Barbara Honegger, The October Surprise & The LaRouchites

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In many way the LaRouche organization, with its slickly repackaged conspiracy theories, serves as a nexus for a number of tendencies on the political right, ranging from ultra-conservatives to outright fascists and white supremacists. LaRouchian material on AIDS, for instance, is cited by homophobic organizations such as the fundamentalist Christian group Summit Ministries. It seems clear that the LaRouche network reaches out to many constituencies, including some that seem improbable on the surface, including some on the left.

Over the past few years the LaRouchites have solicited contacts with a number of critics of U.S. foreign policy and intelligence agency practices, sometimes with surprising success. In many cases, it is the LaRouchian intelligence network that serves as a broker for information flowing between left-wing and right-wing groups. LaRouchians appear to have first penetrated the left in recent years when they began to trade information on covert action and CIA misconduct. The LaRouchians were early critics of the Oliver North network. In the early 1980's, LaRouche intelligence operatives such as Jeffrey Steinberg maintained close ties to a faction in the National Security Council which opposed Oliver North's activities. At the same time the LaRouchians quietly began providing information to mainstream and progressive reporters and researchers.

The Christic Institute and the Empowerment Project which distributes the film "CoverUp: Behind the Iran-Contra Affair" are major promoters of Barbara Honegger's theories regarding an alleged "October Surprise." The October Surprise was the term used among Reagan campaign aides to describe the possibility that the Iranian government might arrange for the release of U.S. hostages prior to the election which pitted incumbent Jimmy Carter against challenger Ronald Reagan. Honegger, a former White House aide, alleges in her book October Surprise that officials connected to the Reagan Presidential campaign plotted with Iranian officials to delay the release of hostages in the Middle East until after the election. Substantial circumstantial evidence exists to suggest such a charge might be true, but there is little incontrovertible proof.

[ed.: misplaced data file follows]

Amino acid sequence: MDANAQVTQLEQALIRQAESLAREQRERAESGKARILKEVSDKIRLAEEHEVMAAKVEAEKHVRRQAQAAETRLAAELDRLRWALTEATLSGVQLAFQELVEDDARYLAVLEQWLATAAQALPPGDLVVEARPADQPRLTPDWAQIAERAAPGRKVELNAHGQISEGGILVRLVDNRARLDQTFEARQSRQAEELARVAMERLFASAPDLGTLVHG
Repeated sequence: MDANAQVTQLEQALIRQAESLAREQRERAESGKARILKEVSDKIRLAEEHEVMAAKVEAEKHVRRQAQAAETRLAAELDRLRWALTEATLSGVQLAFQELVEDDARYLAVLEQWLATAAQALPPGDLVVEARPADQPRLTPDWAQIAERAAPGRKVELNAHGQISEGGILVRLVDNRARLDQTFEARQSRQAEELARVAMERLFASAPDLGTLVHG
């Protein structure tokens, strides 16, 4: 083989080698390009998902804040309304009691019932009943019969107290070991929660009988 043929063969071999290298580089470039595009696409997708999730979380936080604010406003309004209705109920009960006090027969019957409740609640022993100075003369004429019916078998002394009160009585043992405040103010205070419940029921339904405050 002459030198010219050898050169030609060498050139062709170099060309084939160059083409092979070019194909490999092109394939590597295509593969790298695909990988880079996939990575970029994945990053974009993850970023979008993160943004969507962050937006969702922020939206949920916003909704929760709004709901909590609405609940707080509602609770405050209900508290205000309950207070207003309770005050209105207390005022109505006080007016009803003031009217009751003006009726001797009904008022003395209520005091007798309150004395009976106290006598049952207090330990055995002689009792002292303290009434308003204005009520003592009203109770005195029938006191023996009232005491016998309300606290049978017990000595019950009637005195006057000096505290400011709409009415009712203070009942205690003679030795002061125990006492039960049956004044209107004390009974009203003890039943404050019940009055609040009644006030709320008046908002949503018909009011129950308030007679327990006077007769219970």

Honegger's research and analysis are questionable. In the 1989 edition of her book October Surprise, Honegger cites frequently to LaRouchian publications. While some LaRouchian material is factual, other material presented as fact is unsubstantiated rumor or lunatic conspiracy theories. Some anti-fascist researchers also assume that information in EIR occasionally represents calculated leaks by current and former government intelligence agents and right-wing activists to achieve a desired political goal. This practice is a common tactic in power struggles and faction fights over policy.

While Honegger sometimes cites to progressive periodicals such as In These Times and The Nation,, more than six percent (49 out of a total 771) of the footnotes in Honegger's book cite LaRouchian publications such as EIR, New Solidarity, and New Federalist. In one chapter on "Project Diplomacy," Honegger LaRouchian cites account for over 22 percent of the total number of footnotes.

Honegger also makes assertions that strain credulity. She quotes without comment the claim of Eugene Wheaton that the CIA is actually secretly controlled by a group of retired members of the OSS.

In the July/August 1991 issue of The Humanist, both David MacMichael and Barbara Trent of the Empowerment project defend Honegger and suggest PBS refused to show "Coverup" because it contained serious charges against the U.S. government. As Trent put it:

It was no big surprise that there was a problem getting `Coverup' on PBS. Programs that address U.S. foreign policy in particular and are not in agreement with the policies of the sitting president rarely get much of a chance on TV.

In fact, PBS has aired on the "Frontline" series programs about the October Surprise and CIA involvement in drug trafficking. PBS has also aired two Bill Moyers specials on Iran-Contragate that concluded that Reagan lied repeatedly and may have committed impeachable offenses, and that evidence exists to suggest that Bush's role in the Contra resupply operation was far more direct than he has admitted. The primary difference between the shows broadcast by PBS and "Coverup" is the reliance in "Coverup" on Barbara Honegger and Danny Sheehan and their unsubstantiated and undocumented charges. It would have been difficult for PBS to justify running Honegger's assertions given her reliance on material supplied by neo-Nazis with a history of circulating unreliable information.

" Coverup" also promotes the Christic theme that Iran-Contragate was caused by a long-standing conspiracy of individual agents. In contrast to this individualistic formulation, the Moyers programs stress a systemic failure: that the lack of congressional oversight over foreign policy and covert action has created a Constitutional crisis where the balance of powers between branches of government has been skewed toward the executive branch.

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